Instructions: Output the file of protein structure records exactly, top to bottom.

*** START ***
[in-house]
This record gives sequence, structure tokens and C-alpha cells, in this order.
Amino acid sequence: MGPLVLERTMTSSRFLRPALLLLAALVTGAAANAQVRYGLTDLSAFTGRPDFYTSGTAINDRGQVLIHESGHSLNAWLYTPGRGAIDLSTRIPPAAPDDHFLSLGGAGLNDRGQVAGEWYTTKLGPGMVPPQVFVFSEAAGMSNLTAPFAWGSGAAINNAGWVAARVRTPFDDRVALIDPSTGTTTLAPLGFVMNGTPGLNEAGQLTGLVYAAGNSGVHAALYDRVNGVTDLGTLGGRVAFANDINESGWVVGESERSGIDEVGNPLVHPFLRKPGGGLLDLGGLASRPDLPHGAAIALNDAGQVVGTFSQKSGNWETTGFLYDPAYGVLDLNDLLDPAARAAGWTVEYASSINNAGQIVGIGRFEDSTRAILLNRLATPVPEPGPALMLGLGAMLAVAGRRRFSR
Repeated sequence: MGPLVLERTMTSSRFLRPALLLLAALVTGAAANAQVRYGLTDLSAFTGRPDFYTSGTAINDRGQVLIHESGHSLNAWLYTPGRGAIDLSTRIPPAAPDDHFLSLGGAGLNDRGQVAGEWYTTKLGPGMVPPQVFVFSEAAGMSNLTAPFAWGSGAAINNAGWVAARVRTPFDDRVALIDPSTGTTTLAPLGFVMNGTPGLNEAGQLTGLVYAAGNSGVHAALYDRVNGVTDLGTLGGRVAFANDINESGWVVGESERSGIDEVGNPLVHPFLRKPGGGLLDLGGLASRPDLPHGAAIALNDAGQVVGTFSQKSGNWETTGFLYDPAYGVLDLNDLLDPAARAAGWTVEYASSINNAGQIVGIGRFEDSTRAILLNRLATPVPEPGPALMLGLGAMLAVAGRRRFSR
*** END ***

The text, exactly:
[in-house]
This record gives sequence, structure tokens and C-alpha cells, in this order.
Amino acid sequence: MGPLVLERTMTSSRFLRPALLLLAALVTGAAANAQVRYGLTDLSAFTGRPDFYTSGTAINDRGQVLIHESGHSLNAWLYTPGRGAIDLSTRIPPAAPDDHFLSLGGAGLNDRGQVAGEWYTTKLGPGMVPPQVFVFSEAAGMSNLTAPFAWGSGAAINNAGWVAARVRTPFDDRVALIDPSTGTTTLAPLGFVMNGTPGLNEAGQLTGLVYAAGNSGVHAALYDRVNGVTDLGTLGGRVAFANDINESGWVVGESERSGIDEVGNPLVHPFLRKPGGGLLDLGGLASRPDLPHGAAIALNDAGQVVGTFSQKSGNWETTGFLYDPAYGVLDLNDLLDPAARAAGWTVEYASSINNAGQIVGIGRFEDSTRAILLNRLATPVPEPGPALMLGLGAMLAVAGRRRFSR
Repeated sequence: MGPLVLERTMTSSRFLRPALLLLAALVTGAAANAQVRYGLTDLSAFTGRPDFYTSGTAINDRGQVLIHESGHSLNAWLYTPGRGAIDLSTRIPPAAPDDHFLSLGGAGLNDRGQVAGEWYTTKLGPGMVPPQVFVFSEAAGMSNLTAPFAWGSGAAINNAGWVAARVRTPFDDRVALIDPSTGTTTLAPLGFVMNGTPGLNEAGQLTGLVYAAGNSGVHAALYDRVNGVTDLGTLGGRVAFANDINESGWVVGESERSGIDEVGNPLVHPFLRKPGGGLLDLGGLASRPDLPHGAAIALNDAGQVVGTFSQKSGNWETTGFLYDPAYGVLDLNDLLDPAARAAGWTVEYASSINNAGQIVGIGRFEDSTRAILLNRLATPVPEPGPALMLGLGAMLAVAGRRRFSR